Legal Frameworks and Technological Protection of Digital Content: Moving Forward Towards a Best Practice Model
May 31, 2006
The increased ability to copy and distribute information, knowledge, and entertainment in the digitally networked age has provoked a series of responses. In order to gain back control, copyright holders have made use of so-called technological protection measures (TPM) - including, for instance, Digital Rights Management (DRM) schemes - that are aimed at regulating the copying, distribution, and use of and access to digital works through code ("code is law"). Activists, in turn, have immediately taken counter-measures and designed tools that enable the hacking of technological protection measures such as copy and access controls. In response, law makers at both the international and national level have enacted legal provisions aimed at banning the act of circumvention of TPM on the one hand and the production and dissemination of circumvention tools on the other hand. Prominent examples of such legislation, among others, are the WIPO Internet Treaties (WCT art. 11 and WPPT art. 18), the Digital Millennium Copyright Act (DMCA sec. 1201), the European Copyright Directive (EUCD, art. 6 and art. 8), and the respective implementations of the EUCD into the laws of EU Member States.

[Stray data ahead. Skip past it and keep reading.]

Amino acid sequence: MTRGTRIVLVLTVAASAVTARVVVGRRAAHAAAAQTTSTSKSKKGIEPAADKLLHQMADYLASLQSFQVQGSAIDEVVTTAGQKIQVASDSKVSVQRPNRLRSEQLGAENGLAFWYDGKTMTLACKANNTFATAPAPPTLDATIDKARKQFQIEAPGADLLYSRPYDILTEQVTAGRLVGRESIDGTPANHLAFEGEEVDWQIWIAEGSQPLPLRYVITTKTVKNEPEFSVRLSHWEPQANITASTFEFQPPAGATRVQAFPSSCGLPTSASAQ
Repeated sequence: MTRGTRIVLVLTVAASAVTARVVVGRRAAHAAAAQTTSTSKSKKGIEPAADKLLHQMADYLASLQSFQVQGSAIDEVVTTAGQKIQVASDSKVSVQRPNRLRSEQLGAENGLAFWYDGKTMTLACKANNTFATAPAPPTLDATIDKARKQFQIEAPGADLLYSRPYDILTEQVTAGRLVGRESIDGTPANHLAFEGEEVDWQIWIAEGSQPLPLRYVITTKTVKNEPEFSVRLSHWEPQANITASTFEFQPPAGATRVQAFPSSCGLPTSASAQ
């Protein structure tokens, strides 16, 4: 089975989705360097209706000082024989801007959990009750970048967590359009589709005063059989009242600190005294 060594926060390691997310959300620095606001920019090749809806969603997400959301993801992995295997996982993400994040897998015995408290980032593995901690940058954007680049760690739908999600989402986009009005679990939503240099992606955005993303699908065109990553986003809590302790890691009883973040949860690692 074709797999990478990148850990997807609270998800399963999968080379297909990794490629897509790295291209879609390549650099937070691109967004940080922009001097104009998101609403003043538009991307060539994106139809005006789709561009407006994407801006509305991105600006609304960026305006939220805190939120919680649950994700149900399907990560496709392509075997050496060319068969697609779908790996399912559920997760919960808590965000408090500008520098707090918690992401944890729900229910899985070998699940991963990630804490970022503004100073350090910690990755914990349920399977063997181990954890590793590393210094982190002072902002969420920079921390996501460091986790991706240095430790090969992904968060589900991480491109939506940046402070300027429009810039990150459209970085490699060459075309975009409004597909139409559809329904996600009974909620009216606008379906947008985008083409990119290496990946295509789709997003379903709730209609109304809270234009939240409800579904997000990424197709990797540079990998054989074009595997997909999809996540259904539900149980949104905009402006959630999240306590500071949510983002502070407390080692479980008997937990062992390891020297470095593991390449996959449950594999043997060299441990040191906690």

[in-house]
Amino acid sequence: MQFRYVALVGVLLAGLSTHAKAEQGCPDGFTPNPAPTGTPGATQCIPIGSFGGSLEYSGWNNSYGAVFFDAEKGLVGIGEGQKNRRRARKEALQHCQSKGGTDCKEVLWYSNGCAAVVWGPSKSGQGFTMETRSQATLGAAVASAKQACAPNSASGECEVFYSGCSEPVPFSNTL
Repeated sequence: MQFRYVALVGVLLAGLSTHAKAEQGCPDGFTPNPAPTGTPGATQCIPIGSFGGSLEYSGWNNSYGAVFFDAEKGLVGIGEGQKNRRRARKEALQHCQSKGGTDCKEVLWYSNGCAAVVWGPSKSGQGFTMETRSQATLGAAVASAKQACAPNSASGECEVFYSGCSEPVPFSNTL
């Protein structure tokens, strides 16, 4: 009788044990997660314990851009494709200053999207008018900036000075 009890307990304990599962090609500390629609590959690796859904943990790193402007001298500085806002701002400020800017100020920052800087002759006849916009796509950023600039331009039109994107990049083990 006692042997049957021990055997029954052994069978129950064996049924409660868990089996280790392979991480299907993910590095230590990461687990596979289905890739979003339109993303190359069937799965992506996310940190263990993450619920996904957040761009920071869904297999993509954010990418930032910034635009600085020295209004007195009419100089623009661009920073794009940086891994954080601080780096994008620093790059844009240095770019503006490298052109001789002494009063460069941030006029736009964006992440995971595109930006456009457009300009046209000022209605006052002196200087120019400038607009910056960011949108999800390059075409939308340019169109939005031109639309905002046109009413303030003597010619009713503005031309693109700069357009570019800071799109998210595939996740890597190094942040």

Against this backdrop, this paper takes it as its baseline that many countries have already enacted legislation or will soon legislate on TPM in order to comply either with international obligations under WIPO, or with international free trade agreements involving a party that has powerful content industries such as the U.S. Thus, the immediate question before us is no longer whether the second and third layer of protection of digital works is appropriate or viable. Rather, at this stage, attention should be drawn to the alternative design choices that remain with countries that face the challenge of drafting or revisiting a legal regime aimed at protecting TPM. Consequently, the purpose of this paper is to identify different legislative and regulatory approaches and to discuss them in the light of previous experiences with TPM legislation in the U.S. and in Europe. Ultimately, the paper seeks to formulate basic design (or best practice) principles and to sketch the contours of a model law that aims to foster innovation in the digitally networked environment and minimize frequently observed spillover effects of TPM legislation.